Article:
Santa Barbara County Sheriff candidates Bill Brown and Juan Camarena participated in a “Discussion with the Candidates” virtual forum on Tuesday evening sponsored by the League of Women Voters and the Santa Barbara Independent.
News reporter Ryan Cruz moderated the forum, held via Zoom, leading the discussion with questions regarding homelessness and drug-related issues, creating a civilian oversight board, and more.
Brown, who has been the county’s sheriff for 15 years, discussed a program called Operation Opioid as one of his main goals.
“We have more illicit drugs on our streets now than we have had in the modern era,” Brown said. “I have started Operation Opioid, a program in Santa Barbara County that mirrors a successful program that’s been followed in several different Florida counties, and I’ve invited leaders from local government, law enforcement, from the faith-based community, from the health community, from the education community, from the business and corporate community to come together, to put a plan together that addresses both the supply and demand side of the opioid crisis.”
Meanwhile, Lt. Camarena said he has plans to create a homeless outreach program and a community engagement board.
“Being homeless is not against the law. One of the things that we would do is create a homeless outreach program that is comprised of a deputy or law enforcement officer, a fire personnel, other departments like social services and behavioral wellness, nonprofit organizations, and that group will work together,” Camarena said. “This group together could work together and try to make sure that the homeless community is safe and is getting the services it needs and to make sure that they are on the right path to getting out of homelessness.”
Camarena also said that a community engagement board would be created — consisting of community leaders, business owners and residents from across the county — to meet with the sheriff monthly to discuss challenges the county is facing, as well as to talk about solutions.
During the forum, it became apparent that the two candidates have differing opinions about a potential civilian oversight board.
“I think that the calls that have been orchestrated nationwide for civilian oversight of law enforcement, in many ways, have been misguided,” Brown said. “The reality is the number of complaints, the number of problems and issues that the Santa Barbara Police Department has in any given year that would rise to the level of having to justify a civilian oversight commission — they are so few, you could probably count them on one hand.
“So, to develop a commission or an oversight board that, at least in the beginning, would be estimated to cost anywhere from $600,000 to $900,000 annually, in my estimation, would not be a prudent use of taxpayer money.”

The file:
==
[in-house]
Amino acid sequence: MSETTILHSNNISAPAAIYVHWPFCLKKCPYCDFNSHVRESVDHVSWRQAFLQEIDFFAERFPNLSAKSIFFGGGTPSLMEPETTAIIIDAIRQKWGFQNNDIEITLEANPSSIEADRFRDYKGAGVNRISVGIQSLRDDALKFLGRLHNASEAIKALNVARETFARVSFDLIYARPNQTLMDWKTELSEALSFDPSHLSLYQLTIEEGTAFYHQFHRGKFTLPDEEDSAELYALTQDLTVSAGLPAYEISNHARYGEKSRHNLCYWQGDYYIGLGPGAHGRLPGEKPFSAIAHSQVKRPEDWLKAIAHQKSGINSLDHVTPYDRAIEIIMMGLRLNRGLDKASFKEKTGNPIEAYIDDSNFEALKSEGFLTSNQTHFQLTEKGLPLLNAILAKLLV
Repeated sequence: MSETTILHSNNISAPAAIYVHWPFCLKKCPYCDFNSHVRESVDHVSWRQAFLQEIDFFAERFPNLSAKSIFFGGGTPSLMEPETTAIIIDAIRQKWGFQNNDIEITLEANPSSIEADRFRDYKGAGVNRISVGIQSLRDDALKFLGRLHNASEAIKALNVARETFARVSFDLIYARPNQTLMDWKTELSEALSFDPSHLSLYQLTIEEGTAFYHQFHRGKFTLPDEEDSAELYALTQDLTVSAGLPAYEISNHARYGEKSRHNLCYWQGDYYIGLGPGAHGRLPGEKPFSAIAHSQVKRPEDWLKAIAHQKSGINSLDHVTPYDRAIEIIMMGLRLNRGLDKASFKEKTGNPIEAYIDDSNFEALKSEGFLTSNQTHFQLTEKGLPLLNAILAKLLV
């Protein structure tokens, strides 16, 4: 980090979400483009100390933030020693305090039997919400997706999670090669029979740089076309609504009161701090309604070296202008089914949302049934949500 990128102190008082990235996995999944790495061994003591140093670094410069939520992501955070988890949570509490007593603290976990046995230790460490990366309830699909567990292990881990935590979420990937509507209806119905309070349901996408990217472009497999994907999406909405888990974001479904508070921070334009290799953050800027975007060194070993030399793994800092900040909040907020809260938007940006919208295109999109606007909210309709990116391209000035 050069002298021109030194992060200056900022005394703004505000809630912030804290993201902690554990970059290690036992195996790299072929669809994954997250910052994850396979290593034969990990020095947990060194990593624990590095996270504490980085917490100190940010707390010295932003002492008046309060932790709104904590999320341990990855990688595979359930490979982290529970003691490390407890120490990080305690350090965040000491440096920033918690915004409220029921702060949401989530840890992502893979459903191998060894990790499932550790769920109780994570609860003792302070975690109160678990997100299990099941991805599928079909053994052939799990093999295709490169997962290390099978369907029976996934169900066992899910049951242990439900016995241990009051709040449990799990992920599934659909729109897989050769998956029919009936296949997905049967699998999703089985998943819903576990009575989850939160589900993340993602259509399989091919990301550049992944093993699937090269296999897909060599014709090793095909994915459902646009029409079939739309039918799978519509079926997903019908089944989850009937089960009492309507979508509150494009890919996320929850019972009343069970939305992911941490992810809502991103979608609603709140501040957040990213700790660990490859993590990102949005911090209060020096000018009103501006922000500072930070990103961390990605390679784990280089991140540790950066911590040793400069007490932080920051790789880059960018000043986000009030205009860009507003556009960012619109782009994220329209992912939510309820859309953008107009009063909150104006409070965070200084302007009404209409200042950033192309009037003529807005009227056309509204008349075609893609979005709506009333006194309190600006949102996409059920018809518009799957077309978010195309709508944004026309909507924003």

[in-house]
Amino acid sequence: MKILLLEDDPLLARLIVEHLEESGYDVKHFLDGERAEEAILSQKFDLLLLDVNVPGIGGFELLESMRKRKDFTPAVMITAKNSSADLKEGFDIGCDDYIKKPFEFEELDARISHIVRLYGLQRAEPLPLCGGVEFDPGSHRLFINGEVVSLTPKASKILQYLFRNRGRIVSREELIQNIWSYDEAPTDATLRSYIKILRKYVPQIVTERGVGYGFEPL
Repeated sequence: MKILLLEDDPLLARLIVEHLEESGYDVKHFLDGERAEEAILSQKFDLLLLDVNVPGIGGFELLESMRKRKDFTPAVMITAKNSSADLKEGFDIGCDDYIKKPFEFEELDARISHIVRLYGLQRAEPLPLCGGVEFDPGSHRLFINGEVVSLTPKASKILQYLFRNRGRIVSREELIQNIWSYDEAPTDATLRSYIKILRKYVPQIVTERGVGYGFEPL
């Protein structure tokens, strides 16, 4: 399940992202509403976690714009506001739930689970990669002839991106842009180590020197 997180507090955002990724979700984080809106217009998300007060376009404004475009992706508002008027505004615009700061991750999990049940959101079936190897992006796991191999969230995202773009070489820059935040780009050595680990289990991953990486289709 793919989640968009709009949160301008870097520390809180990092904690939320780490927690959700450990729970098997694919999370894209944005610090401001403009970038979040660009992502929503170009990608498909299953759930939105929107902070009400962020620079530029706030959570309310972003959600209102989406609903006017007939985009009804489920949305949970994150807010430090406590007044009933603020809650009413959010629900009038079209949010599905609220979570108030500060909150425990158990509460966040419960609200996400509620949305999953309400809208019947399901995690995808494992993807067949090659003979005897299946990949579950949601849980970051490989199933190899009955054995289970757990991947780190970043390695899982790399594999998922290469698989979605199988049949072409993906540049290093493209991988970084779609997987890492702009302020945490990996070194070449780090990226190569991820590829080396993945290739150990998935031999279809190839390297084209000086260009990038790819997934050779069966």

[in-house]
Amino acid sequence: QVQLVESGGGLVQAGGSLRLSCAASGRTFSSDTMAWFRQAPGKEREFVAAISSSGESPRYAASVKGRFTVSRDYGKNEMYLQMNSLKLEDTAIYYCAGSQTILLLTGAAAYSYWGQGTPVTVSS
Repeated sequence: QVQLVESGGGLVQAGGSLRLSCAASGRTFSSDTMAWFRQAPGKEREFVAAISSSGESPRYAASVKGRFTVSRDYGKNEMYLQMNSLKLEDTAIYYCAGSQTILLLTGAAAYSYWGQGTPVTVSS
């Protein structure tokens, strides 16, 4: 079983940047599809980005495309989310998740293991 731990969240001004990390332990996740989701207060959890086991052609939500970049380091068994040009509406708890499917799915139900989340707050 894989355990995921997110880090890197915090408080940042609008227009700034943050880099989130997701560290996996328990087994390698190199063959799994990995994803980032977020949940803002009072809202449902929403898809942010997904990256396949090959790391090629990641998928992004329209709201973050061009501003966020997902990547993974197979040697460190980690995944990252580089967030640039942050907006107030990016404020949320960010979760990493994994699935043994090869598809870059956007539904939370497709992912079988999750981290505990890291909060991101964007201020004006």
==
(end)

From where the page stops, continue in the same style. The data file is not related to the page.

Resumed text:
“The people of Santa Barbara County are the ones that are going to elect the sheriff. However, if, during my four-year term, the community feels that I’m not doing my job, I would welcome them to do an oversight board, and I would welcome them to do an oversight board of any elected official,” Camarena said. “However, the disadvantage of creating an oversight board is if the board is comprised of individuals who have no expertise as it relates to law enforcement, or as it relates to any type of criminology or any type of expertise that will give them a better prospective of the jobs, duties and responsibilities of the sheriff or law enforcement in itself.”
Overall, Camarena said he is running on three pillars — community, vision and accountability.
“I can bridge the gap and reach out to those who historically do not trust the Sheriff’s Department,” Camarena said.
Brown emphasized his experience and said that his main goals, in addition to Operation Opioid, include ensuring that proper mental health treatment is provided and preserving public safety.
“My highest goals for my next term in office are to, No. 1, preserve public safety and quality of life in Santa Barbara by pursuing the proper balance of law enforcement, crime prevention, and recidivism reduction and rehabilitative efforts,” Brown said. “No. 2, to expand our efforts to keep mentally ill people out of the criminal justice system or provide them with proper mental health treatment if they must be in jail.”
The next sheriff will be elected by voters in the June 7 election.
A recording of the full sheriff election forum can be viewed online on TV Santa Barbara’s Facebook page.